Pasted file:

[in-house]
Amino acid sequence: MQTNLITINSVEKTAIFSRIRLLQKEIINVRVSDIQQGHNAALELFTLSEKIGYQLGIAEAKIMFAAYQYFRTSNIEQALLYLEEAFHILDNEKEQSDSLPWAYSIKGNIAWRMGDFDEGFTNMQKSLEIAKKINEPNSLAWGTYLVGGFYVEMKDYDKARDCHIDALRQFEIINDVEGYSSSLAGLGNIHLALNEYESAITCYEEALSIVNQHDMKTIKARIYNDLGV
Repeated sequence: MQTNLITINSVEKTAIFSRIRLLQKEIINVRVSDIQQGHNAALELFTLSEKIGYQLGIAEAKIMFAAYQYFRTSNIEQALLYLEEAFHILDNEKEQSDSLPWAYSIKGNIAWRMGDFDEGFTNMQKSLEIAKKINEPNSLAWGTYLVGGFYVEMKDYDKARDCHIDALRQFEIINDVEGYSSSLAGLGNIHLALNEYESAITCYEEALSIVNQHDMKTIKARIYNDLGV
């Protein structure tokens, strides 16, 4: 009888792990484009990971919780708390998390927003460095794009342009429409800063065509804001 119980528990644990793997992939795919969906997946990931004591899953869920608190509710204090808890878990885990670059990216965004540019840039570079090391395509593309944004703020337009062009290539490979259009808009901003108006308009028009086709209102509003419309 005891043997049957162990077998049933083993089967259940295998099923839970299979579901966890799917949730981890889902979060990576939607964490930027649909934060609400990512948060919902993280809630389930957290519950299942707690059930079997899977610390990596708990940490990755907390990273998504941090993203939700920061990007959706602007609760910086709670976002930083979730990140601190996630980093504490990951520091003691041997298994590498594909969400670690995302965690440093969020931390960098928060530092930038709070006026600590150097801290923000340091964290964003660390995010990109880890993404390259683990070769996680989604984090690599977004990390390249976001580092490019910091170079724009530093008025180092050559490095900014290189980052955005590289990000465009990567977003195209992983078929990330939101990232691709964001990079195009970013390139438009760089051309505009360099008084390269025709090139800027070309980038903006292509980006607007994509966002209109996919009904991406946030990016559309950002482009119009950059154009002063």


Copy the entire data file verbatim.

[in-house]
Amino acid sequence: MQTNLITINSVEKTAIFSRIRLLQKEIINVRVSDIQQGHNAALELFTLSEKIGYQLGIAEAKIMFAAYQYFRTSNIEQALLYLEEAFHILDNEKEQSDSLPWAYSIKGNIAWRMGDFDEGFTNMQKSLEIAKKINEPNSLAWGTYLVGGFYVEMKDYDKARDCHIDALRQFEIINDVEGYSSSLAGLGNIHLALNEYESAITCYEEALSIVNQHDMKTIKARIYNDLGV
Repeated sequence: MQTNLITINSVEKTAIFSRIRLLQKEIINVRVSDIQQGHNAALELFTLSEKIGYQLGIAEAKIMFAAYQYFRTSNIEQALLYLEEAFHILDNEKEQSDSLPWAYSIKGNIAWRMGDFDEGFTNMQKSLEIAKKINEPNSLAWGTYLVGGFYVEMKDYDKARDCHIDALRQFEIINDVEGYSSSLAGLGNIHLALNEYESAITCYEEALSIVNQHDMKTIKARIYNDLGV
């Protein structure tokens, strides 16, 4: 009888792990484009990971919780708390998390927003460095794009342009429409800063065509804001 119980528990644990793997992939795919969906997946990931004591899953869920608190509710204090808890878990885990670059990216965004540019840039570079090391395509593309944004703020337009062009290539490979259009808009901003108006308009028009086709209102509003419309 005891043997049957162990077998049933083993089967259940295998099923839970299979579901966890799917949730981890889902979060990576939607964490930027649909934060609400990512948060919902993280809630389930957290519950299942707690059930079997899977610390990596708990940490990755907390990273998504941090993203939700920061990007959706602007609760910086709670976002930083979730990140601190996630980093504490990951520091003691041997298994590498594909969400670690995302965690440093969020931390960098928060530092930038709070006026600590150097801290923000340091964290964003660390995010990109880890993404390259683990070769996680989604984090690599977004990390390249976001580092490019910091170079724009530093008025180092050559490095900014290189980052955005590289990000465009990567977003195209992983078929990330939101990232691709964001990079195009970013390139438009760089051309505009360099008084390269025709090139800027070309980038903006292509980006607007994509966002209109996919009904991406946030990016559309950002482009119009950059154009002063």